Endocrine disruptors and pregnancy

To understand how endocrine disruptors work and how they affect during pregnancy, we must first know how the endocrine system works. This, also called the hormonal system, regulates vital functions from embryonic development: it is a complex communication system that maintains the body’s stability.

What are endocrine disruptors?

Endocrine disruptors are chemical compounds that affect negatively the balance of the hormonal or endocrine system at very low concentrations. They are able to supplant our natural hormones and take their place or block their effect. At present we also know that some effects of endocrine disruptors are transmitted to the following generations, therefore, I think it is an issue important enough for us to take a few minutes to get informed.

How do they get to us?

We can acquire endocrine disruptors through inhalation of particles, ingestion of contaminated food and water, or through skin (use of cosmetics, sun creams, perfumes, deodorants, shampoos, toothpaste … etc.)

Some of the consequences in our body:

  • Abnormal blood hormone levels
  • Fertility reduction
  • Congenital deformities
  • Alteration of the immune system
  • Cancers in female and male reproductive organs
  • Deformities of fallopian tubes, uterus and cervix
  • Alterations in bone density and structure
  • Abnormal blood hormone levels
  • Fertility reduction
  • Congenital deformities
  • Alteration of the immune system
  • Cancers in female and male reproductive organs
  • Deformities of fallopian tubes, uterus and cervix
  • Alterations in bone density and structure

If for an adult these compounds are undesirable, imagine the negative influence they can have on a baby during the most vulnerable stage of its body. That is, during pregnancy, lactation and up to the first baby’s 1,000 days. Endocrine disruptors are substances with a great capacity to cause adverse effects on the health of a person and their offspring and WHO recognized in 2013 that they affect embryonic and fetal development. We have read studies that have found endocrine disruptors in the urine of a pregnant woman and in the milk that she gives to her baby even three months after being exposed to a cosmetic with parabens.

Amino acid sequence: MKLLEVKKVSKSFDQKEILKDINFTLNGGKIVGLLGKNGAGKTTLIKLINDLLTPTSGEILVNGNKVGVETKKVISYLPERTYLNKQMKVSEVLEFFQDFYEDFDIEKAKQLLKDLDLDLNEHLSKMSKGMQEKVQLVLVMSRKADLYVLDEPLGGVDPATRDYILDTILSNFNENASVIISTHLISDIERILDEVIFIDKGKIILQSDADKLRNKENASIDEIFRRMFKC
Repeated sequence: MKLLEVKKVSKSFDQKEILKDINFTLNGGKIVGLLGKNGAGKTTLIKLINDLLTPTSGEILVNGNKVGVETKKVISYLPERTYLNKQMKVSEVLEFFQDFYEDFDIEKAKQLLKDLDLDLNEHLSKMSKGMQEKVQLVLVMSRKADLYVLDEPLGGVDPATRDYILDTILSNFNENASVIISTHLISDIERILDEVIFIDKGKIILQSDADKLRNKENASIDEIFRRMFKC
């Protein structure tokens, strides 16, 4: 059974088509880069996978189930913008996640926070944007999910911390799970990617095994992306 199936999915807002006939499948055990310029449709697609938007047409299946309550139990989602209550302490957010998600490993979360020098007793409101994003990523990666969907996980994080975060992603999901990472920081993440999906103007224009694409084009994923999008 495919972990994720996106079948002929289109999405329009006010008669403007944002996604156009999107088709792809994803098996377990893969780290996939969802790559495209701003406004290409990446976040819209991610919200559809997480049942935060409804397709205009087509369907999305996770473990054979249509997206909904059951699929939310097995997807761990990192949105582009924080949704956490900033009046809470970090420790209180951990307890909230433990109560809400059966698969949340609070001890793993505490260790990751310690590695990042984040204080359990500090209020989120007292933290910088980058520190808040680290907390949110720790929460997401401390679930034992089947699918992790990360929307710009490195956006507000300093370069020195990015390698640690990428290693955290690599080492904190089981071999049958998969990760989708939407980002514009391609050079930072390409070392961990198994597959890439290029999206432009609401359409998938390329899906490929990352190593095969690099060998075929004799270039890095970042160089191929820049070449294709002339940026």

Image of sensitive periods in fetal development. WHO source

The first 1,000 days

The most sensitive moments of a human being’s life to receive the adverse effects of endocrine disruptors are from the conception to the first 1,000 days of the baby, since the brain of the new creature can activate and deactivate a thousand neuronal connections every second. Exposure of the uterus can already cause effects on birth, childhood, adolescence, adulthood or even old age.

Some endocrine disruptors that we can find in cosmetics:

  • Propylparaben
  • Butylparaben
  • Isobutylparaben
  • Octylmethoxycinnamate OMC
  • Bencilidenecanfor
  • Methylbenzyldenecanfor 4-MBC
  • Benzophenone 3, BC3
  • Triclosan
  • Resorcinol

And the million dollar question: why do we find them daily in regular products and are not prohibited?

From my modest point of  view and the one of much of the scientific community and endocrinology associations, this is because toxicity assessments are outdated. Therefore, it is urgent to implement new evaluation methods so that these substances do not reach the market. Many times drawing a straight line between a substance and the disease is not so easy. Therefore, it is urgent to apply at least the precautionary principle at this time. This has been one of the main axes to formulate each of Me and Me’s products: to create a cosmetic free of endocrine disruptors.

Bibliography

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